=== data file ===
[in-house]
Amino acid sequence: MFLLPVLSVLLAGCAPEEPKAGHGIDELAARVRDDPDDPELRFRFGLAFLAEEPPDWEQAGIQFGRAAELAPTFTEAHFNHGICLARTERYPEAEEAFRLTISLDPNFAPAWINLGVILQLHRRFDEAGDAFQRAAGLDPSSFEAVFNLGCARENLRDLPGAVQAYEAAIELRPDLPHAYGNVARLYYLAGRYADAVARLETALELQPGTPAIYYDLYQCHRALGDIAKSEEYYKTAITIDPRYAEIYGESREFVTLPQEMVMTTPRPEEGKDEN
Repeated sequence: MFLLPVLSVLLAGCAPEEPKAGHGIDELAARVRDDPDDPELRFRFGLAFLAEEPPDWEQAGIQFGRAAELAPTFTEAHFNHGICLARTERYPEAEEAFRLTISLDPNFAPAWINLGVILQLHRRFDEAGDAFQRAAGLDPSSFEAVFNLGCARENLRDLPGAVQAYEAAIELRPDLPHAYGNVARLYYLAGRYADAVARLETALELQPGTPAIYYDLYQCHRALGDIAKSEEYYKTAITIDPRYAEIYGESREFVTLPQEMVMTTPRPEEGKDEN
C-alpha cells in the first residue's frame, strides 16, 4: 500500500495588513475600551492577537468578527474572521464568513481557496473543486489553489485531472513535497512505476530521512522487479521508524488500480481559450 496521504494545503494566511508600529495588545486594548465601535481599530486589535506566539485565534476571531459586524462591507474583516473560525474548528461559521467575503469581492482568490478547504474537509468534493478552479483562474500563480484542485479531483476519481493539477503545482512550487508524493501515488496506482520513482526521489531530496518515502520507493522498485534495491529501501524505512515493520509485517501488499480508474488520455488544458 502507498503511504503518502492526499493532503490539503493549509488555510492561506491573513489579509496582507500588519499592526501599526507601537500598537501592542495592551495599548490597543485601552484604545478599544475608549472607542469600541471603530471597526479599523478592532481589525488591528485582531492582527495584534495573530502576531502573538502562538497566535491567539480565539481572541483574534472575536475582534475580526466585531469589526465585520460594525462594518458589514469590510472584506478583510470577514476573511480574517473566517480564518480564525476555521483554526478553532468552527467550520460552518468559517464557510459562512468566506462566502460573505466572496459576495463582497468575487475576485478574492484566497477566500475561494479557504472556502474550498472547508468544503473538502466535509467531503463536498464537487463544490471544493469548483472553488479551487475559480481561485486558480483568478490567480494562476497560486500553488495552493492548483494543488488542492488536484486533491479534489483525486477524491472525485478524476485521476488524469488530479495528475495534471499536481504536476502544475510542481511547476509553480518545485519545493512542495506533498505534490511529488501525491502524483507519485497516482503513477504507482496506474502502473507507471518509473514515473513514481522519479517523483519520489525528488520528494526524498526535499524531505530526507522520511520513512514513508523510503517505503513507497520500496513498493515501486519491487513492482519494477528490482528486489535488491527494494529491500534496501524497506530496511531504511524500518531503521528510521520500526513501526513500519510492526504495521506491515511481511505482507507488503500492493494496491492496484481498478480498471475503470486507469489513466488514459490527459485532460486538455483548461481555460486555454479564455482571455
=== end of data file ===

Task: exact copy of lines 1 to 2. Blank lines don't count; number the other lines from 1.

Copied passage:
[in-house]
Amino acid sequence: MFLLPVLSVLLAGCAPEEPKAGHGIDELAARVRDDPDDPELRFRFGLAFLAEEPPDWEQAGIQFGRAAELAPTFTEAHFNHGICLARTERYPEAEEAFRLTISLDPNFAPAWINLGVILQLHRRFDEAGDAFQRAAGLDPSSFEAVFNLGCARENLRDLPGAVQAYEAAIELRPDLPHAYGNVARLYYLAGRYADAVARLETALELQPGTPAIYYDLYQCHRALGDIAKSEEYYKTAITIDPRYAEIYGESREFVTLPQEMVMTTPRPEEGKDEN